Hong Kong Disneyland’s best-kept secret
It’s that time of year again. School’s out for summer. The morning rush hour queue at the bottom of Stubbs Road is a quarter its normal size. But now children are bored, you have run out of excuses and you succumb to junior pester power. Or you have been visiting relatives in town and you have to provide constant entertainment. The cousins have been promised Hong Kong Disneyland, so you must deliver. Brace yourself. Yes, it will be hot, sweaty, crowded and expensive, but that goes without saying.
But there is a way to make it bearable, even if you have been many times before. A well-kept secret is the Disneyland Tour Service. Groups of up to six can get a private guide to steer them round the park for three hours, skipping queues for rides, restaurant lines and guaranteeing the best seats for the shows and activities. At HK$2,400 for the basic premium tour, which works out at HK$400 per person, it is so well worth it. You still have to fork out the daily entrance charge of HK$450 for those aged 12 and over and $320 for the 11 and under kids, but you already know it’s going to cost an arm and a leg, so what’s a bit more to lessen the strain? There’s also a supreme tour at $3,200 and $3,888 for a prestige tour.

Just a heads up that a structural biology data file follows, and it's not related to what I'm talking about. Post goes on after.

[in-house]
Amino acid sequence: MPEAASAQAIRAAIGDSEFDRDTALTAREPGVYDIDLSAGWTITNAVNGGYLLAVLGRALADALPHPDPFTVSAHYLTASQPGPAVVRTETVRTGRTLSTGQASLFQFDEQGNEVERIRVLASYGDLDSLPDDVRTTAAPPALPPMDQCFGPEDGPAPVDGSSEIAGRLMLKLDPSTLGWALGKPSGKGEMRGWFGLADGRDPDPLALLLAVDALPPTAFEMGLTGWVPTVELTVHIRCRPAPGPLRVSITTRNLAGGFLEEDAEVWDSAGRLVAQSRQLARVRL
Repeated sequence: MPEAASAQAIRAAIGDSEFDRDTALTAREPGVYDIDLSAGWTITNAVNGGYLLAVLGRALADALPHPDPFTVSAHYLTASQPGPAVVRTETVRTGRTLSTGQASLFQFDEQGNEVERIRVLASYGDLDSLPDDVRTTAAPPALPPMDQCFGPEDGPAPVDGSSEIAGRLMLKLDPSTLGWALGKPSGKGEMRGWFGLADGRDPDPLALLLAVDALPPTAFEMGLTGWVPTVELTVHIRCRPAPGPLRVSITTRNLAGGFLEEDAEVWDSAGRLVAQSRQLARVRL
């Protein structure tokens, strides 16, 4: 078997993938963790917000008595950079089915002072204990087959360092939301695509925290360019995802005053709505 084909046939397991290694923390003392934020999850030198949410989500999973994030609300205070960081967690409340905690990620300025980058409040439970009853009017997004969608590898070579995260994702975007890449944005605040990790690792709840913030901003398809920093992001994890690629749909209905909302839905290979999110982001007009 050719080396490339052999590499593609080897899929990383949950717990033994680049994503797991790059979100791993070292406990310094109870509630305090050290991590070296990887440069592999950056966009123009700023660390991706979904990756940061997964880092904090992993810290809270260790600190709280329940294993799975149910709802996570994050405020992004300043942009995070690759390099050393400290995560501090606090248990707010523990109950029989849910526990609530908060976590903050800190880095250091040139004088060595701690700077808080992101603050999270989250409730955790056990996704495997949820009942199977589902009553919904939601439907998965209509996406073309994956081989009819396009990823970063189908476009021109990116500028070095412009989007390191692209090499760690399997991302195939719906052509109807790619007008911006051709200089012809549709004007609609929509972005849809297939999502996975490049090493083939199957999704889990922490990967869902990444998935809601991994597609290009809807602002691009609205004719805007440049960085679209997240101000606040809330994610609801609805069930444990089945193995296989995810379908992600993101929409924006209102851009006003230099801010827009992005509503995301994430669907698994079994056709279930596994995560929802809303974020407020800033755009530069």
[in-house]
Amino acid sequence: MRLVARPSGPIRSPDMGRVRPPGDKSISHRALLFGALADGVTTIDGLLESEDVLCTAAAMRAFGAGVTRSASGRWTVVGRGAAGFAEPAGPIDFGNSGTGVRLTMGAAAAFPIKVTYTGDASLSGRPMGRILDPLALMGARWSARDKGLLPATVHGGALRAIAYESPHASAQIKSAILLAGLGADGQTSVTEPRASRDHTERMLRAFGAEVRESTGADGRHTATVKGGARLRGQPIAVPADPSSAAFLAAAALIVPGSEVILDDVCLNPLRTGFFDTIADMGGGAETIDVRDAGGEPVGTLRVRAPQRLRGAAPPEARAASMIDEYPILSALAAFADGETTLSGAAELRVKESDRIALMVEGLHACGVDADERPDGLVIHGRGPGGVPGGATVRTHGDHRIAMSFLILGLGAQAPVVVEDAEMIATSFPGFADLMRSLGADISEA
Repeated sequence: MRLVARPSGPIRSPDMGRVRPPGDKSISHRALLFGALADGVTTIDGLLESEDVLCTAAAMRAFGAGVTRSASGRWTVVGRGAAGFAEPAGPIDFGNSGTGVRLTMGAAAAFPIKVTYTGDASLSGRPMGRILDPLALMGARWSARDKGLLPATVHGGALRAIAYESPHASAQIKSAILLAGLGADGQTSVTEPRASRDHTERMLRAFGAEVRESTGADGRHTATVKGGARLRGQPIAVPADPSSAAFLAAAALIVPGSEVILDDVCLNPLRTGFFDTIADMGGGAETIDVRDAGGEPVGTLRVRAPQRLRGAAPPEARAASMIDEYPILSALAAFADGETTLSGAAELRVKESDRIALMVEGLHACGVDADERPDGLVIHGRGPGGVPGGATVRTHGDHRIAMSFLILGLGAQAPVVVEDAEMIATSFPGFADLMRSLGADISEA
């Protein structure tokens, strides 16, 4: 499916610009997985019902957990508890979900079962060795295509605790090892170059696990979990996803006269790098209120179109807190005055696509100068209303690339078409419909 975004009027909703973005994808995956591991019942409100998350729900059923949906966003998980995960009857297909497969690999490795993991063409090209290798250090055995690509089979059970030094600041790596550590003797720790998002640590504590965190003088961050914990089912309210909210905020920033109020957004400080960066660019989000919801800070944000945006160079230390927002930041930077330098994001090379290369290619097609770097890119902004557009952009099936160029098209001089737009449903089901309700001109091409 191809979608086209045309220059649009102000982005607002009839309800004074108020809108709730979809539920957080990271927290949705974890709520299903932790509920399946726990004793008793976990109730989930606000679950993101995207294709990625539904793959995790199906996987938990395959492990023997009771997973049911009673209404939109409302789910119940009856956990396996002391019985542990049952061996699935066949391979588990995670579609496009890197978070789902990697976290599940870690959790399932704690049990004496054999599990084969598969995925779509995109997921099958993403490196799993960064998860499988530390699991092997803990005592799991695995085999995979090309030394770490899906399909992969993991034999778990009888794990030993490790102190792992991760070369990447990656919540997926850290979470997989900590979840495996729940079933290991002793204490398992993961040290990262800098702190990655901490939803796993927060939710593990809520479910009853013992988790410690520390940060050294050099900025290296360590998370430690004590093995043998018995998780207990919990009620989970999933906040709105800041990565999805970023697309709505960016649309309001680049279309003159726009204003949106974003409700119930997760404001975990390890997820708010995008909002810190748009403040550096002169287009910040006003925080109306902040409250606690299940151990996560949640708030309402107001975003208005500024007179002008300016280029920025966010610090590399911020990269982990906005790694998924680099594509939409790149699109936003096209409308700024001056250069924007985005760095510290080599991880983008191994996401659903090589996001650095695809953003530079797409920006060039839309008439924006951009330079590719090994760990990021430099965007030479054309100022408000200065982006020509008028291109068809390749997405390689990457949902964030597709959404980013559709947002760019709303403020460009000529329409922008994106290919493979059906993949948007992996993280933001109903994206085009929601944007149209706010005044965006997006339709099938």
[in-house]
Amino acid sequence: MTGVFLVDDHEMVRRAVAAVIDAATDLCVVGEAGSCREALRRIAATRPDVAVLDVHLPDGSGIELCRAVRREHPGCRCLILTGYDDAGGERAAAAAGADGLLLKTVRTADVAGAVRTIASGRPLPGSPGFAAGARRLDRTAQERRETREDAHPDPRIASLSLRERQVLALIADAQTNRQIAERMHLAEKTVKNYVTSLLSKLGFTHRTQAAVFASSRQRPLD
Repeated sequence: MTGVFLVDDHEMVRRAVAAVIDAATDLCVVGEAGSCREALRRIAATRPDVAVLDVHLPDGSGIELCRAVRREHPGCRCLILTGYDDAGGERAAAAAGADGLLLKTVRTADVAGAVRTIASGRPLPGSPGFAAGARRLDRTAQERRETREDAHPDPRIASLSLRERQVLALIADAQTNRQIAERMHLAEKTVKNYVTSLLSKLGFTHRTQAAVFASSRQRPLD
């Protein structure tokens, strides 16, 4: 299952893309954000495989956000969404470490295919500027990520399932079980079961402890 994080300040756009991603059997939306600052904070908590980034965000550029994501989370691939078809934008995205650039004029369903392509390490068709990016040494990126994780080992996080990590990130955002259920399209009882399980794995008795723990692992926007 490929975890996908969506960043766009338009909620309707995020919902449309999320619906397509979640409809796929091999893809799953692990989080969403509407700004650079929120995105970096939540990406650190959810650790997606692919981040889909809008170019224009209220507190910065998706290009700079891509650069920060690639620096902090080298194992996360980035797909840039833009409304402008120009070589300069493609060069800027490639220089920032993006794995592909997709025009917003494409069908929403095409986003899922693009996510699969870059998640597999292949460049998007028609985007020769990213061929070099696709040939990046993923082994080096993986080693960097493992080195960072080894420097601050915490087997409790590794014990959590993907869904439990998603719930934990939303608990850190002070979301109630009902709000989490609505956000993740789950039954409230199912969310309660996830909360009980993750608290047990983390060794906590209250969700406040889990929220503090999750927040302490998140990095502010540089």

I’d say blow the budget and get the most expensive, for which you get direct entrance to all attractions, including the new ones, such as Toy Story Land, Grizzly Gulch and Mystic Point. You get reserved seats for all theatre shows, an exlusive viewing area for the Disney parade, fun facts from your guide, and concierge service including pre-arranged priority parking and dining reservations. You will have to endure the glares of the poor souls suffering in the lines for the rides as you go straight to the front, but hey, this is Hong Kong. You’ve paid extra. You know it makes sense. Just refrain from thinking: “We could have flown to Bangkok for the weekend for what this is costing.” Your children will love you.
Rare stamp breaks record
China’s rarest regularly-issued stamp – the 1897 Red Revenue Small One Dollar – made HK$6.9 million, well above the presale estimate of HK$6.5 million) in Interasia Auctions’ Hong Kong sale last weekend. Buyers came from all over for the 2,800 lots realised HK$71,851,540 (US$9,264,000), beating pre-sale estimate of HK$50 million (US$6.4 million), making it the year’s largest stamp auction (by dollar-volume) in Hong Kong as well as the largest auction of Chinese stamps anywhere in the world in 2013. Five 1884-1885 Taiwan envelopes from a family correspondence to Germany also sold for a record price of HK$11,615,000 (US$1,498,000).There are only 32 surviving examples of the 1897 Red Revenue Small One Dollar, the rarest regularly issued stamp of China, ranking as one of the world’s rarest stamps.
Interasia’s auctioneer Dr Jeffrey Schneider said the Taiwan envelopes attracted bidders from three continents, and the prices were “truly staggering.” Which just goes to show that Chinese art is not the only ticket to riches. Who needs great big pieces of expensive art cluttering up their flat when a little square of paper can also be worth millions?